Now more than ever it’s important to listen. To the scientists trying to stop the spread of COVID-19, and to BAME communities who’ve been disproportionately affected by the virus. To narratives new and old from the Black Lives Matter movement. And to our flatmates or families around dinner tables and on Zoom calls.
We know that being a good listener is a necessary, almost virtuous quality. It’s perhaps why so few of us are able to admit that we’re not good at it, despite frequent admissions of being a useless cook or terrible singer. “Because we ‘listen’ everyday, we don’t know we’re bad at it” says former hostage negotiator Richard Mullender, who now runs courses for the corporate world via The Listening Institute.
Perhaps if listening was held in higher regard, we’d work on it more? Rousing speeches from world leaders, teenage climate activists, and Silicon Valley execs make up the majority of inspirational people. TEDTalks are often the marker of eminent careers. Talking is assertive and urgent. Eloquence is intelligent and sexy. There are tonnes of notable examples of good orators, yet the roster of good listeners pales in comparison (if such a thing even exists). Far from the audio spectacle of talking, listening is, by proxy, more passive, less noticeable.
It’s hard to assimilate the supposed silence of listening in the cacophonous world in which we live. Politicians pantomime the act, but the soundtrack to the House of Commons is one of heckling and jeering. Even between friends there are all-too-familiar debates in which no-one listens. Online, the infinite scroll of opinions and accompanying mic drop put-downs are deafening. Alain de Botton, philosopher and objective sense speaker, reiterates how rare the quality is: “An unusual degree of confidence is the key — a capacity not to be thrown off course by, or buckle under the weight of, information that may deeply challenge certain settled assumptions”. It’s what Kate Murphy, author of You’re Not Listening: What You’re Missing and Why It Matters, calls “negative capability.” Yes, our propensity to bite back when we hear something we don’t like should be replaced by a conviction to shush. By listening to someone’s words and the subtext of them in these circumstances, we’ll better be able to understand why they think the way they do.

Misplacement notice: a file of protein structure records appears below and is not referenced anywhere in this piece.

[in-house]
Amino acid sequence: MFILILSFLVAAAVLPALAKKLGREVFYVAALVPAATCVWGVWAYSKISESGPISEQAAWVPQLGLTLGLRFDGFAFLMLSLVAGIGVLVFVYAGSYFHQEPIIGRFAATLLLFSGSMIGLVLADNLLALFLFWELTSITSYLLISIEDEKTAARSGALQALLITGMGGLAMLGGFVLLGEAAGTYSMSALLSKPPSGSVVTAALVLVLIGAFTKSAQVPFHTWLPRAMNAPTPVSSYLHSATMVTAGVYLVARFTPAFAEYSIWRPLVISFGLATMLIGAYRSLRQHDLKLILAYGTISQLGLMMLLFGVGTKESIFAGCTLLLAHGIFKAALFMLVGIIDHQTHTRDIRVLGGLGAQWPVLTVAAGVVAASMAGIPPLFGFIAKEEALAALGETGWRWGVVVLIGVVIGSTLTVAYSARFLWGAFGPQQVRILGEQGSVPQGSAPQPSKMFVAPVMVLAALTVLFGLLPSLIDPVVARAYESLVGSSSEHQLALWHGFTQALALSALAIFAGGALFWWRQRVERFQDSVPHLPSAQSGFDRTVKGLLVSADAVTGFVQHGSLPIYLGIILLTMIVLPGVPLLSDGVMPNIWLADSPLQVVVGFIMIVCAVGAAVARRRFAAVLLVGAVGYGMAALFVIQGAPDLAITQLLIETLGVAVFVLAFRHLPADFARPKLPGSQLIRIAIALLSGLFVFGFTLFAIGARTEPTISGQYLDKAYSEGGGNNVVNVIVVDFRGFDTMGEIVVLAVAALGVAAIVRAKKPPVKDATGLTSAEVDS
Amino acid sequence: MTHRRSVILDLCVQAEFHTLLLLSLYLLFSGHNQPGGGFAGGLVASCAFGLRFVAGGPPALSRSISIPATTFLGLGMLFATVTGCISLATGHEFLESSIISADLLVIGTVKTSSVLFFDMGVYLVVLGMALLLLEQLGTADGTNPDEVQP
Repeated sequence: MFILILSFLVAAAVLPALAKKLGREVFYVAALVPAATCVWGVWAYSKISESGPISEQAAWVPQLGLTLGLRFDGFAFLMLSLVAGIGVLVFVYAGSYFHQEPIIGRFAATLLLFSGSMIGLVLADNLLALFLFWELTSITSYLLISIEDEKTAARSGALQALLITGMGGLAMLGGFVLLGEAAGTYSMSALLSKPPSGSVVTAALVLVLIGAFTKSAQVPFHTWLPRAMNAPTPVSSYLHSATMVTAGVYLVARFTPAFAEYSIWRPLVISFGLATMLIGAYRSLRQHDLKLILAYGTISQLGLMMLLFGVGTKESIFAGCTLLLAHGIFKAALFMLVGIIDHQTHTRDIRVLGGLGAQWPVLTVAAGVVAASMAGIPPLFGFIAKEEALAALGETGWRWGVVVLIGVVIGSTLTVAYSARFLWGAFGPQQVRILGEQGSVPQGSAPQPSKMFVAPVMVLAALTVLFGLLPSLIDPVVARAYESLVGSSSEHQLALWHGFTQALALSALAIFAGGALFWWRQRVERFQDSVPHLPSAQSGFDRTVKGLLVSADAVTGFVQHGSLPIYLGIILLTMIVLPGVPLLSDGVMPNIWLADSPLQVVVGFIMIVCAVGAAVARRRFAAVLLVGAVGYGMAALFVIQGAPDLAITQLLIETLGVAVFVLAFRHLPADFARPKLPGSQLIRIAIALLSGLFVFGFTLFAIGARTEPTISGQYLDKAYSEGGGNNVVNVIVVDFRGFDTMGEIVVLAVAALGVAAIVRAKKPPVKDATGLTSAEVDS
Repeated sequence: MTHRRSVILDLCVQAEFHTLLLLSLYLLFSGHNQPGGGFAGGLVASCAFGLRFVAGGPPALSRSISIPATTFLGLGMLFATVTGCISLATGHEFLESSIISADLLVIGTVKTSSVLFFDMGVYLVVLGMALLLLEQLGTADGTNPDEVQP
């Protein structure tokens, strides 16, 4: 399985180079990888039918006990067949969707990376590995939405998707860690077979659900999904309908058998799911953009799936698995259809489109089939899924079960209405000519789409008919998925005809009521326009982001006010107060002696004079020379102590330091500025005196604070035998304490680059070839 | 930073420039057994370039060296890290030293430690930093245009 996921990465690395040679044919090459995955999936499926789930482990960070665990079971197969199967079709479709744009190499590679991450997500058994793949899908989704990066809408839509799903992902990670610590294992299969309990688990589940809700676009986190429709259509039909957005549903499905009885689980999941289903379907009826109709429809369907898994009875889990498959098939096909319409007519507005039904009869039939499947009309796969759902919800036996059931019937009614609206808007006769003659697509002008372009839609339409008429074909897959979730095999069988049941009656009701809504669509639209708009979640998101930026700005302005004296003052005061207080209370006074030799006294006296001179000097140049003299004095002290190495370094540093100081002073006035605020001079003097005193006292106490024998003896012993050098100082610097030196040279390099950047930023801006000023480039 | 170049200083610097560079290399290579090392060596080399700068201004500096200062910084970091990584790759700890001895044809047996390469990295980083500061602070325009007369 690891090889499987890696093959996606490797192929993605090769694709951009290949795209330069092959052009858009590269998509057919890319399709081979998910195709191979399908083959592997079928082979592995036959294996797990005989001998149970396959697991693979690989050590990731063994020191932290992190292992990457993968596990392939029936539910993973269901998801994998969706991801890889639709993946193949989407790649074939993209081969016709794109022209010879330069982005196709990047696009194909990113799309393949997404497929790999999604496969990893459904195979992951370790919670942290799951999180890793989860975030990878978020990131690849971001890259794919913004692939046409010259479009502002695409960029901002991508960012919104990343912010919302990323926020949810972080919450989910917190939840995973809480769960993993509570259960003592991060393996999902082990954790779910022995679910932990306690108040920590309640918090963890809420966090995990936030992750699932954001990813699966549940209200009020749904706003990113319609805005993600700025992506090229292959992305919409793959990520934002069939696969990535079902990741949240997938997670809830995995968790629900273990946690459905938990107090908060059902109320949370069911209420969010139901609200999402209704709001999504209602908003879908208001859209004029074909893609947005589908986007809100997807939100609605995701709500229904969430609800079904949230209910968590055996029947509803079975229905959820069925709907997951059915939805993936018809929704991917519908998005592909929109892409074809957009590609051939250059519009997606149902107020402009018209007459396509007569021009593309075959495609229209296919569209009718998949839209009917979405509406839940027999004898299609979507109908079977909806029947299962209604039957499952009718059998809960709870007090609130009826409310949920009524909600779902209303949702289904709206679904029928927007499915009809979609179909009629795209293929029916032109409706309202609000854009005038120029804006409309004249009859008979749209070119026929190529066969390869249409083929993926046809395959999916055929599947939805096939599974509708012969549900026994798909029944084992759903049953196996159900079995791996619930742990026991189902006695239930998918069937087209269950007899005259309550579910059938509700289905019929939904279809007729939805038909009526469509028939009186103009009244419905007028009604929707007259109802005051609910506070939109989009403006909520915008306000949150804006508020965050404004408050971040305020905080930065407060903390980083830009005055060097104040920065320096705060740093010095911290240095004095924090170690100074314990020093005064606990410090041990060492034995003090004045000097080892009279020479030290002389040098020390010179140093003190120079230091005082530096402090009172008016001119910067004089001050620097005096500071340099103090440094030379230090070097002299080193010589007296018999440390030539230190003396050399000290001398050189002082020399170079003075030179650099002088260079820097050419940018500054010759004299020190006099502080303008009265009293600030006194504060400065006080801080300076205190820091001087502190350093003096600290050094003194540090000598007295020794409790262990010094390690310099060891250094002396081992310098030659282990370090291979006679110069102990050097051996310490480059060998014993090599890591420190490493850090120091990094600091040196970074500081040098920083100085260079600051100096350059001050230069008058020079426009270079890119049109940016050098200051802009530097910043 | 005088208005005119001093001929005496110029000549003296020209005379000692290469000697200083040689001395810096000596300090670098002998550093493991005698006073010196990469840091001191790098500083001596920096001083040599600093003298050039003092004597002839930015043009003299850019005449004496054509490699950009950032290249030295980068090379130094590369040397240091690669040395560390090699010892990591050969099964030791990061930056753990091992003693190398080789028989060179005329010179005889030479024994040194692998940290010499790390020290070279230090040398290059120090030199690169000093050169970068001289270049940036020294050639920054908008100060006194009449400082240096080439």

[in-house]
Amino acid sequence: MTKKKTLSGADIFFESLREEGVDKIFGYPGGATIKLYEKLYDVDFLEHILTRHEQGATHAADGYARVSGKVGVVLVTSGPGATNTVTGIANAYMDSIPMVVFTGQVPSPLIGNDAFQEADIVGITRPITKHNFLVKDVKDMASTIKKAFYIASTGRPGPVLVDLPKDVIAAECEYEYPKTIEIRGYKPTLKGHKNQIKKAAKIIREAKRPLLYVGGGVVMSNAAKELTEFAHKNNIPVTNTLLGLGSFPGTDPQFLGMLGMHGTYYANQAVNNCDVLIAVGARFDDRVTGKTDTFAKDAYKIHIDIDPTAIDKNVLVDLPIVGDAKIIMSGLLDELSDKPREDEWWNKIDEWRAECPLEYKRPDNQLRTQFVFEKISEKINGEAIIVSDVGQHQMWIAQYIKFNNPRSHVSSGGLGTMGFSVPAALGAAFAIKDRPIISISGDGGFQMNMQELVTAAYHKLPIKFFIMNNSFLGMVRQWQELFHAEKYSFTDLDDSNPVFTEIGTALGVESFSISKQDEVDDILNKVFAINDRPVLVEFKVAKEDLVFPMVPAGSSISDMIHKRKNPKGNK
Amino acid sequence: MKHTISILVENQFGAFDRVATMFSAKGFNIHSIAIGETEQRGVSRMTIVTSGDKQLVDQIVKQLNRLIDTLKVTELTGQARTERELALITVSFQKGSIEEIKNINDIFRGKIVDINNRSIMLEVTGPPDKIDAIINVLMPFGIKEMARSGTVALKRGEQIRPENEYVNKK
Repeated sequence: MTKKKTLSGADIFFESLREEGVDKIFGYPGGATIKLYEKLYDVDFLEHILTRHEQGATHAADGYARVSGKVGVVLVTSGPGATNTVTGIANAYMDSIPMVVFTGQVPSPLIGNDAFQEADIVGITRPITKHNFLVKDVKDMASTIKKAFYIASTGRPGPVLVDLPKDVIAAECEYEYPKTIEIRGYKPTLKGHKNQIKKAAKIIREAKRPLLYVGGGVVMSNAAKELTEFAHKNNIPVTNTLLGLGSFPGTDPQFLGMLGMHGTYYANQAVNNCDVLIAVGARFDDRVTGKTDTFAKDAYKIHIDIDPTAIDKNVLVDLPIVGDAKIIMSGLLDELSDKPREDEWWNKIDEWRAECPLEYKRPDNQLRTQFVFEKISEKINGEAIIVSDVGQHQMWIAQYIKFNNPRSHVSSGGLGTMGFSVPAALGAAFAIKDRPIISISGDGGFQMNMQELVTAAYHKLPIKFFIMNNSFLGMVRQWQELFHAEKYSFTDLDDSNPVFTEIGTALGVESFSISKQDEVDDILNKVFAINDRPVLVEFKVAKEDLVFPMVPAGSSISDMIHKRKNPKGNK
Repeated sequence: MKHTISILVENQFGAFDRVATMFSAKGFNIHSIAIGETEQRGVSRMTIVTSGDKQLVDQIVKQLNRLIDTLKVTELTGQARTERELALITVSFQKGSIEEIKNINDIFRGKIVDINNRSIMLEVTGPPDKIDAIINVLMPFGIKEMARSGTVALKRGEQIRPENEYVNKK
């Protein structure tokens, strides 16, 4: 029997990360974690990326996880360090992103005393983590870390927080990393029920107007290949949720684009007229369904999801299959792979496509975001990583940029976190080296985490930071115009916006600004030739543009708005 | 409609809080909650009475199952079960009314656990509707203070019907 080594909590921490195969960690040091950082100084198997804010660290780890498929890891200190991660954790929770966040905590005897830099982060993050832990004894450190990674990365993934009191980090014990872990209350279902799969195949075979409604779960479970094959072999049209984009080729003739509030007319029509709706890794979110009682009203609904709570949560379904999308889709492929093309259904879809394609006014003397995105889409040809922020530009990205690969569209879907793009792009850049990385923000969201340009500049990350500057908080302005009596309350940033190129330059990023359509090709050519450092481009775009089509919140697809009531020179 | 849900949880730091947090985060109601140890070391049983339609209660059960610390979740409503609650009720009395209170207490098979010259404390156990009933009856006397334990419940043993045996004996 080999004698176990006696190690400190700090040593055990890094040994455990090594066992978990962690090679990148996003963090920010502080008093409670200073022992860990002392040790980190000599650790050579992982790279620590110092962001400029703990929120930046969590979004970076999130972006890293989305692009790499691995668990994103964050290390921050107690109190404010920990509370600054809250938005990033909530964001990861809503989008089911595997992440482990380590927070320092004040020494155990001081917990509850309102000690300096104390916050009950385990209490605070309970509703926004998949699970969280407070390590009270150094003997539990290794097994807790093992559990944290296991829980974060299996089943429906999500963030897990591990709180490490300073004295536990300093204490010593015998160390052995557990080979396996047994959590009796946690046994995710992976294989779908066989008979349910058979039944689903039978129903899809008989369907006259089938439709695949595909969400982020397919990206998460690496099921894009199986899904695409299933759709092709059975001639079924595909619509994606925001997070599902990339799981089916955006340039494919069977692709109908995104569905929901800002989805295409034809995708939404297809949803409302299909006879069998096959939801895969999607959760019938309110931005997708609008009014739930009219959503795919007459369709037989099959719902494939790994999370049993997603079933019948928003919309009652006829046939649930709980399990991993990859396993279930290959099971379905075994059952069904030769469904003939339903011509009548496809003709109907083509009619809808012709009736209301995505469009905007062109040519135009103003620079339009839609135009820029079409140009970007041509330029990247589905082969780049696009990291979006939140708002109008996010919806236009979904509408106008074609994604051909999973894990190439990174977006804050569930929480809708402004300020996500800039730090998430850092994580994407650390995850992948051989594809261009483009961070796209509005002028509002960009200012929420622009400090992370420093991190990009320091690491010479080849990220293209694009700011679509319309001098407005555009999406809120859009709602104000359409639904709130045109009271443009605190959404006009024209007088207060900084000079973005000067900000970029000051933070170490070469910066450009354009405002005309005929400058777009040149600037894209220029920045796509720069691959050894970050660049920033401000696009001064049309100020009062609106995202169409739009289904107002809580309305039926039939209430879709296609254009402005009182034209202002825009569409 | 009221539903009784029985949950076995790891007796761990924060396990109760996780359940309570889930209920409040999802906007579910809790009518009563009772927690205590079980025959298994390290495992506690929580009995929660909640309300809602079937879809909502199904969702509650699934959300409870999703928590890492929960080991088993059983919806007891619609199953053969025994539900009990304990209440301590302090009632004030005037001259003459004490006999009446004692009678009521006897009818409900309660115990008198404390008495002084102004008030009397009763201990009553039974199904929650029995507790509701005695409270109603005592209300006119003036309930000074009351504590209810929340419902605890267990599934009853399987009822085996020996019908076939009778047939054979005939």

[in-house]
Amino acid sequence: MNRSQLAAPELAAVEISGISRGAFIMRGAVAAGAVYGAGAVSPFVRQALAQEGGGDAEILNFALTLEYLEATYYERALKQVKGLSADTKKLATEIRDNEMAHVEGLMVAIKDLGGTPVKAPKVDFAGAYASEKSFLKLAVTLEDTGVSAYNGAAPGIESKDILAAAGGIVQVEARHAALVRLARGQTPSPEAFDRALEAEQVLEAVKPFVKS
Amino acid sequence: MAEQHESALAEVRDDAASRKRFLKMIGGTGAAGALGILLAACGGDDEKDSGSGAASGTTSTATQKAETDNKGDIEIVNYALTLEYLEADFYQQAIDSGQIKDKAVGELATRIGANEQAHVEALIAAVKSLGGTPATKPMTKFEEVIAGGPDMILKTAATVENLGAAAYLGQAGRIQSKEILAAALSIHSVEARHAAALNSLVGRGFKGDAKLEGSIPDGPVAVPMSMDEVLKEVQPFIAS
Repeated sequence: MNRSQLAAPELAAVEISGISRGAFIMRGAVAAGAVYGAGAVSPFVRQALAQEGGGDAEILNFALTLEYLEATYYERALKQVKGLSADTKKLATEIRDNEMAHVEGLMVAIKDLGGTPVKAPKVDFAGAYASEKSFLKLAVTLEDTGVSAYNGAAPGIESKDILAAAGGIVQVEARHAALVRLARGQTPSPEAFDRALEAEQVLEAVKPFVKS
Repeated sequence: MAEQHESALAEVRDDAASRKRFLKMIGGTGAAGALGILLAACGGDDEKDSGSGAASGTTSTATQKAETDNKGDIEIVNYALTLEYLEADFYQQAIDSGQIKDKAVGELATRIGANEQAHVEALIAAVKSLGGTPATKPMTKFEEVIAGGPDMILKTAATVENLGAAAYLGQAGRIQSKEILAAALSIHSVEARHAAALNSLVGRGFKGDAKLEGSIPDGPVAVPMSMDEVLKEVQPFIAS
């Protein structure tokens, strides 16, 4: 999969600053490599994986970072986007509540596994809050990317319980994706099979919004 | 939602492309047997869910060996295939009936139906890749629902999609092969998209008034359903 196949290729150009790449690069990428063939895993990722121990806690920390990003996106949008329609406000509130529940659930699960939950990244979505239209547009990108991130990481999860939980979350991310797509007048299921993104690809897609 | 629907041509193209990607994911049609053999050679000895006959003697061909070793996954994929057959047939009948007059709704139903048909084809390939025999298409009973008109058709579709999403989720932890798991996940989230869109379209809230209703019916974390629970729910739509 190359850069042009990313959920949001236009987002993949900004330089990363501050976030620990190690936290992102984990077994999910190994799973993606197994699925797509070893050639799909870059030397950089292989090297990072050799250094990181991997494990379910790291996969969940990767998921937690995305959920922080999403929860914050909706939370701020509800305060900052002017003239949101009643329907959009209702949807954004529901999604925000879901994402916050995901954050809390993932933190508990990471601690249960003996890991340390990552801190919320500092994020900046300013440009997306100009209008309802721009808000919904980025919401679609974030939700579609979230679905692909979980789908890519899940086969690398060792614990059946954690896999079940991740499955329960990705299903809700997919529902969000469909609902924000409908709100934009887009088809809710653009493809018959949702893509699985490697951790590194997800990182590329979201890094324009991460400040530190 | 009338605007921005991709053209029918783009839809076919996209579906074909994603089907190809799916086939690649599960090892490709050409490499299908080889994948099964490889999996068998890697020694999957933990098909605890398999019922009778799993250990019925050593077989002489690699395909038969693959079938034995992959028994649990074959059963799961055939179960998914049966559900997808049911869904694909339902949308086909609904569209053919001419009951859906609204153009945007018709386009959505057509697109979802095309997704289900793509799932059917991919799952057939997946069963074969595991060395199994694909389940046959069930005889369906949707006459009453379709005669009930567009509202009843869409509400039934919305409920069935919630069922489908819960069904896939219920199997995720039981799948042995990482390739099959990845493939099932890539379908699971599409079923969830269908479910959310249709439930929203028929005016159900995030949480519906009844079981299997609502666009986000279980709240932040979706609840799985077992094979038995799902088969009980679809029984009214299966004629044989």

Murphy estimates that up to 55% of listening is nonverbal, derived from gestures and sounds - like sighs and silence - which again, suggests that the first thing to do, is to be quiet. “You might think that questions make you seem engaged, understanding and on their level, but you’re actually hindering the natural course of the conversation. Silence signals to the talker to keep doing just that, because when they do, the more information, emotion and secrets they share, because their subconscious is running faster than their mind” says Mullender. “Eliciting the information is one thing, but you still need to be able to access their mindset and interpret it correctly,” he continues.
Be mindful that technology is a factor in our incompetence. Social media for example, simultaneously aids and thwarts our listening skills - the latter because phones usurp attention that would traditionally be spent conversating. “Like smokers and cigarettes, people get jittery without their phones,” Murphy writes. And so, our addiction to distraction, has led to“psychology and sociology researchers [to begin] warning of an epidemic of loneliness”.
Don’t despair yet though. Despite the fact that Mullender secured the release of two UN workers held hostage by the Taliban in Afghanistan in 2004, and has saved approximately 50 people from suicide during his career, he’s adamant that with practice, you and I could become just as good a listener as he. Murphy agrees that fruitful listening is taught: “[they’re] not born that way, they become that way." And so, there’s hope still, which is just as well, because there’s a lot that needs listening to right now.